eISSN: 2081-2841
ISSN: 1689-832X
Journal of Contemporary Brachytherapy
Current Issue Archive Supplements Articles in Press Journal Information Aims and Scope Editorial Office Editorial Board Register as Author Register as Reviewer Instructions for Authors Abstracting and indexing Subscription Advertising Information Links
SCImago Journal & Country Rank

Interview with Professor Janusz Skowronek
ABS 2015
Original paper

Oncological outcome, complications, lower urinary tract symptoms, and health-related quality of life after low-dose-rate salvage brachytherapy for recurrent prostate cancer following primary radiotherapy: a report of 8 cases

Makito Miyake, Nobumichi Tanaka, Isao Asakawa, Shunta Hori, Yosuke Morizawa, Yasushi Nakai, Satoshi Anai, Kazumasa Torimoto, Katsuya Aoki, Nagaaki Marugami, Masatoshi Hasegawa, Tomomi Fujii, Noboru Konishi, Kiyohide Fujimoto

J Contemp Brachytherapy 2017; 9, 4: 364-372
Article file
- Oncological.pdf  [0.28 MB]


In the clinical management of prostate cancer (PCa), the elevation of serum prostate-specific antigen (PSA) levels after primary radical treatment is the consequence of a local recurrence or a distant metastasis, in which androgen deprivation therapy (ADT) is considered as the first-line therapy [1]. However, a substantial proportion of PSA failure is associated with localized recurrent tumors, not with metastatic disease. The management of patients with local recurrent PCa after primary local radiotherapy has been controversial [2,3,4]. Isolated local recurrence in the prostate or seminal vesicles (SVs) may benefit from local salvage therapy. The National Comprehensive Cancer Network (NCCN) guideline version 2017 endorses the use of salvage local therapy, such as salvage prostatectomy with lymph node dissection, high-dose-rate (HDR) or low-dose-rate (LDR) salvage brachytherapy (SBT), or salvage cryotherapy in selected men with biopsy-proven local recurrences [5]. In addition, high-intensity focused ultrasound (HIFU) has been reported to be an effective focal modality with acceptable clinical outcomes in the salvage setting [6]. Low-dose-rate brachytherapy (LDR-BT) using iodine-125 (125I) seed implantation is currently one of the standard treatments for localized PCa [7]. Recent publications have shown that LDR-SBT can be applied as potentially curative local approaches after primary radical radiotherapy [8,9,10,11,12,13,14,15,16]. There are clinical concerns that LDR-SBT may cause more frequent incidences of adverse events and severe deterioration in lower urinary tract symptoms (LUTS) and quality of life (QOL) than when used as a primary treatment. However, data regarding the post-reimplantation changes in LUTS and QOL are limited. Herein, we report a single center cohort experience of LDR-SBT with clinical outcome including oncological control, complications, and changes in LUTS and health-related QOL (HR-QOL).

Material and methods

Patients and data collection

Between April 2004 and June 2016, 1,008 consecutive patients underwent 125I brachytherapy for PCa at the Nara Medical University, Nara, Japan. Out of 1,008 patients, eight underwent 125I seed implantation as a salvage setting after primary radiotherapy. The individual clinicopathologic characteristics, the primary radiotherapy, and PSA nadir after the radiotherapy are shown in Table 1. Two pathologists with expertise in PCa diagnosis reviewed the Gleason scores (GS) of all biopsy specimens. Tumor stages were identified according to the 2002 Union for International Cancer Control classification. Patients were stratified according to the D’Amico risk classification [17]. Five were initially treated with LDR-BT, two were treated with intensity-modulated radiotherapy (IMRT), and the remaining one was treated with proton beam radiotherapy. Prostate T2-weighted and diffusion-weighted magnetic resonance imaging (MRI), chest/abdomen/pelvis computed tomography (CT), and bone scintigraphy were routinely performed. All eight patients underwent template transperineal saturation biopsy of the prostate and bilateral seminal vesicle (optional, six cores) to confirm local recurrence pathologically. The number of biopsy cores of the prostate depended on the prostate volume. The pre-SBT PSA doubling time (PSADT) between the post-radiation PSA nadir and the SBT was calculated using at least two PSA measurements with a 3-month interval and log calculations from the website of the Memorial Sloan Kettering Cancer Center [18]. The methods and procedures for this study were approved by the Ethics Committee of the Nara Medical University, and all participants provided informed consent before treatment and testing.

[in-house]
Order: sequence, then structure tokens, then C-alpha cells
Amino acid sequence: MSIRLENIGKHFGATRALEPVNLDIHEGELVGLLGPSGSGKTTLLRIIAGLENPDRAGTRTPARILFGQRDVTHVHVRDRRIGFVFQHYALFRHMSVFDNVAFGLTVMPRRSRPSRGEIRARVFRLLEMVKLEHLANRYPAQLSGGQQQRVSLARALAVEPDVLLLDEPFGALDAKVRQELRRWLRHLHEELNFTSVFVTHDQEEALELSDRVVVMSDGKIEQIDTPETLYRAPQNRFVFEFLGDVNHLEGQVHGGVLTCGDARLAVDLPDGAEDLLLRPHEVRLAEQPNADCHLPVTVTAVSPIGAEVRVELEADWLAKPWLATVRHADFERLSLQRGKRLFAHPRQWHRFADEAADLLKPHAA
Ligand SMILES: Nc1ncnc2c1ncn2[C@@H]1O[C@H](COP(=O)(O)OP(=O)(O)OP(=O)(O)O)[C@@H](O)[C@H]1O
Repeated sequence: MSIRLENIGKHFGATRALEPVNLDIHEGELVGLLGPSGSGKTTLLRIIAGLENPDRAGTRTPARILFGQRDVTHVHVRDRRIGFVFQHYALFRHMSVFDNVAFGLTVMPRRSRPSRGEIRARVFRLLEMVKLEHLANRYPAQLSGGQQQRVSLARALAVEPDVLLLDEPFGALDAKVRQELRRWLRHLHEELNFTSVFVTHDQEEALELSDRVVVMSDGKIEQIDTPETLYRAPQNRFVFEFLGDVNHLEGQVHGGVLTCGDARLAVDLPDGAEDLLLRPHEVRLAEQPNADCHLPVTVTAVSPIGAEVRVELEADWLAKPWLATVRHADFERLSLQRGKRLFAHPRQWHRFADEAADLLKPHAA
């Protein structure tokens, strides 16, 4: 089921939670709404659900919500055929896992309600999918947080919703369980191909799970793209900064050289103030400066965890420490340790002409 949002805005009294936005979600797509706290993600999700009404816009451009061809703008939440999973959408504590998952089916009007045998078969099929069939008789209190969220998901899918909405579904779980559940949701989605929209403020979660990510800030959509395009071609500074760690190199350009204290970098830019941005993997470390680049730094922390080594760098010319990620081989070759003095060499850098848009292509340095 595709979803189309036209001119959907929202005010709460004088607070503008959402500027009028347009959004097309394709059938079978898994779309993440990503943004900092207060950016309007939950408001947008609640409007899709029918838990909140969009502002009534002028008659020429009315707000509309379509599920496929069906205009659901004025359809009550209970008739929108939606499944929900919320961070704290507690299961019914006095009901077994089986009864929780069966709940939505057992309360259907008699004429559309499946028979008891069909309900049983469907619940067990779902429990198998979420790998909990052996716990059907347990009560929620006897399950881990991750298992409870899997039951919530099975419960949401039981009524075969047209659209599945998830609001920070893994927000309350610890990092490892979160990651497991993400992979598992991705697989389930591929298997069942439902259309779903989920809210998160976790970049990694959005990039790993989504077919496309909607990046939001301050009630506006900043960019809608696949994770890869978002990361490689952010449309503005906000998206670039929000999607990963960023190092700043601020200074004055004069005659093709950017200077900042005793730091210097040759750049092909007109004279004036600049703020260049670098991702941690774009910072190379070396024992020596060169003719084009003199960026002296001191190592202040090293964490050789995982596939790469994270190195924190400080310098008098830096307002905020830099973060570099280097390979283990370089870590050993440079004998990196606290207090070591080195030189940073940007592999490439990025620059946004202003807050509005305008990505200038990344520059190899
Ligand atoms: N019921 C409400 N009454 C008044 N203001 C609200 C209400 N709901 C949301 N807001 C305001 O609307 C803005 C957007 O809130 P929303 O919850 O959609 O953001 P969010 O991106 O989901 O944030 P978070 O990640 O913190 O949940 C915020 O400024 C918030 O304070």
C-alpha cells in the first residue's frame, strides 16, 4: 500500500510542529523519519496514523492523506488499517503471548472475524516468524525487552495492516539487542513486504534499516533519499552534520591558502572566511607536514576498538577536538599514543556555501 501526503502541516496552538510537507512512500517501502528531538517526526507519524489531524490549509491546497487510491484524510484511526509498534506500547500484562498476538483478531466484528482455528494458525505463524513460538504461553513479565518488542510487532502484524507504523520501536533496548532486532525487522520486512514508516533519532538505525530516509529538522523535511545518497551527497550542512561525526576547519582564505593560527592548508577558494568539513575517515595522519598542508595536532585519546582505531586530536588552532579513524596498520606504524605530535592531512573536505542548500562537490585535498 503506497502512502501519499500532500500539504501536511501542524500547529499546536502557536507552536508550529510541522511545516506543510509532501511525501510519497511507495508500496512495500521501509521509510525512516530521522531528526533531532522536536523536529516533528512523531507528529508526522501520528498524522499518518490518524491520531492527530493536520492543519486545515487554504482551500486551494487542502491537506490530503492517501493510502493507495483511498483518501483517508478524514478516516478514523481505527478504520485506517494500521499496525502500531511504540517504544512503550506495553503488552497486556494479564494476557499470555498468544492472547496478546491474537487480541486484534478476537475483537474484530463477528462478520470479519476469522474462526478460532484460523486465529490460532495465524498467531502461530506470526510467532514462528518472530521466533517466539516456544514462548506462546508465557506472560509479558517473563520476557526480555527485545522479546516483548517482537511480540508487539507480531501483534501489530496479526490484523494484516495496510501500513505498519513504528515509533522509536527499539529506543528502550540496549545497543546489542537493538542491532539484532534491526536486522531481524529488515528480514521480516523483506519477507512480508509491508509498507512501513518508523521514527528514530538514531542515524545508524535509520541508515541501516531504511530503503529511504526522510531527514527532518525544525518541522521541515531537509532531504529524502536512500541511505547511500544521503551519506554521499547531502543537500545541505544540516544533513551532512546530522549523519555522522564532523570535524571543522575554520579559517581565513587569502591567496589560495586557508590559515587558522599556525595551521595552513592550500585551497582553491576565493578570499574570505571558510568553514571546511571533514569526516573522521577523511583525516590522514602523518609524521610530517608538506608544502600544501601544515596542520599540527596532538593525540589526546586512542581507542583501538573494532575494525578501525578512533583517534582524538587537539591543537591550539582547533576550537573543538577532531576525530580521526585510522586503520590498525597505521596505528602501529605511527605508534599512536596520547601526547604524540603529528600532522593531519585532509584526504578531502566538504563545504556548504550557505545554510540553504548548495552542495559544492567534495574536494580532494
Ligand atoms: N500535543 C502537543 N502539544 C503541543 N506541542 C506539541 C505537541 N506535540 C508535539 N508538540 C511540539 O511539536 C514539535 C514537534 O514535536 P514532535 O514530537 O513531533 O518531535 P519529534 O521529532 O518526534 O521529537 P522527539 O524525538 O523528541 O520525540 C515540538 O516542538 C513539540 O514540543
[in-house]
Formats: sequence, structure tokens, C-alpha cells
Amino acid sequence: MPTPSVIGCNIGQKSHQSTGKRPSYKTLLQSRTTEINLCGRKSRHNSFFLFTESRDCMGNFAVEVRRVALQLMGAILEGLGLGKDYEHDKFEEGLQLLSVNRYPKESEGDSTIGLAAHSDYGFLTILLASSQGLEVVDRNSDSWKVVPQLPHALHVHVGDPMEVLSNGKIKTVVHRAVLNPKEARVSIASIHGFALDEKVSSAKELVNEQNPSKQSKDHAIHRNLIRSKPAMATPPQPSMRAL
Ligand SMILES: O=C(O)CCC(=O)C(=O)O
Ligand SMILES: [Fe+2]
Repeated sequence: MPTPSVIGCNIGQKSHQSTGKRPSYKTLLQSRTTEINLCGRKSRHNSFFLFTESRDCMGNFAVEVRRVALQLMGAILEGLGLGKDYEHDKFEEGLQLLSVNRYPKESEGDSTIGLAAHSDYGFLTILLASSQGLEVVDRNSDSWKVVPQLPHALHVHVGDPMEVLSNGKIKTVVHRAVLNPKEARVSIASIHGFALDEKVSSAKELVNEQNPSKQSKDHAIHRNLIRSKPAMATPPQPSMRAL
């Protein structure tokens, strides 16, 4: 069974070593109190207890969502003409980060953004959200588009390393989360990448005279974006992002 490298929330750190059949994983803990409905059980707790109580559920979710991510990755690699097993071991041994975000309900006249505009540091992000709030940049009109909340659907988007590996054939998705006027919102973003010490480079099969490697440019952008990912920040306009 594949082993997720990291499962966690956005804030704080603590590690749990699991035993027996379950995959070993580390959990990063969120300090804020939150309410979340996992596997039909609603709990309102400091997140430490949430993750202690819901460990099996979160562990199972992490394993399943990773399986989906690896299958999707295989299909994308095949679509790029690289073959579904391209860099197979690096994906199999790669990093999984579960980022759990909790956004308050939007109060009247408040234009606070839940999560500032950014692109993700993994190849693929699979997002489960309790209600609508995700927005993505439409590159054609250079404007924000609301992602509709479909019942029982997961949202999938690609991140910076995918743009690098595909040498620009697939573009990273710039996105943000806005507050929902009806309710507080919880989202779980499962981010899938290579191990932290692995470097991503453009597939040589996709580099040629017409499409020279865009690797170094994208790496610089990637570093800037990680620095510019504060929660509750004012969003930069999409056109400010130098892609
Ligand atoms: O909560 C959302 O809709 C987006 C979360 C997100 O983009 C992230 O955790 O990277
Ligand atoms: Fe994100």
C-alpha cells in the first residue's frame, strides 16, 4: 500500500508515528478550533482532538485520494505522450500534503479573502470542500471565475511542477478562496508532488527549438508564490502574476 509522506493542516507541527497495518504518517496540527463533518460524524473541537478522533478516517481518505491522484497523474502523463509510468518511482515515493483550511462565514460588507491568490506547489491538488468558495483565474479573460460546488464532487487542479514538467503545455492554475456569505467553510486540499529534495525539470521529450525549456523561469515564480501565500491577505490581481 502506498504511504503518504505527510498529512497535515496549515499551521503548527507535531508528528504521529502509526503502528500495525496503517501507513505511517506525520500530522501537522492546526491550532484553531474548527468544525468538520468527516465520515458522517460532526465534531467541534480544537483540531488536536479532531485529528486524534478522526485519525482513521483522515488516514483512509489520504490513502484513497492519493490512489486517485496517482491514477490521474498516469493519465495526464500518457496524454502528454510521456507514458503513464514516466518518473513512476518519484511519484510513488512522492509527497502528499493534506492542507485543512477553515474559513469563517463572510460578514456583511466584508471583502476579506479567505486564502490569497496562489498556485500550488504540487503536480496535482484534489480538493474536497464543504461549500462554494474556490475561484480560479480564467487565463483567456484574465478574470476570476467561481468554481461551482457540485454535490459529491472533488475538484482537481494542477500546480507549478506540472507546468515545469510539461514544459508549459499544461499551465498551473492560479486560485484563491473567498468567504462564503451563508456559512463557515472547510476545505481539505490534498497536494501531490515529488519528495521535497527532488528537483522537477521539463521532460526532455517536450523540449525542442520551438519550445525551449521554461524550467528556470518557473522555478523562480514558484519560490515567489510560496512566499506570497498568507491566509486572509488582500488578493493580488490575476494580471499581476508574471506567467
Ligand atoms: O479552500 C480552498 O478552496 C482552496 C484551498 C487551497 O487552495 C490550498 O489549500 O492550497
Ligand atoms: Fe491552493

Procedure of the low-dose-rate salvage brachytherapy

We performed the ultrasound-guided implantation procedure with preplanning and real-time planning using a VariSeed 7.2 planning system (Varian Medical Systems, Palo Alto, CA, USA), and 125I radioactive seeds (OncoSeed, GE Healthcare, Medi-Physics Inc., Arlington Heights, IL, USA) using Mick’s applicator as previously described [19,20]. A radiologist with expertise of urogenital diseases diagnosed prostate MRI based on quantitative T2-weighted imaging, diffusion weighted imaging (DWI), and dynamic contrast enhanced MRI. During SBT, the clinical target volume (CTV), which was equal to the planning target volume, was set to recurrent regions, which were detected by needle biopsy and/or prostatic MRI. SBT was conducted to minimize genitourinary (GU) and gastrointestinal (GI) toxicity by positioning seeds away from the urethra and rectal wall, respectively. The dose was prescribed to the 100% isodose line covering the CTV. Prostatic MRI showed no abnormalities outside the CTV. An experienced radiation oncologist performed a CT scan about 1 month after implantation to obtain the post-implant dosimetric parameters.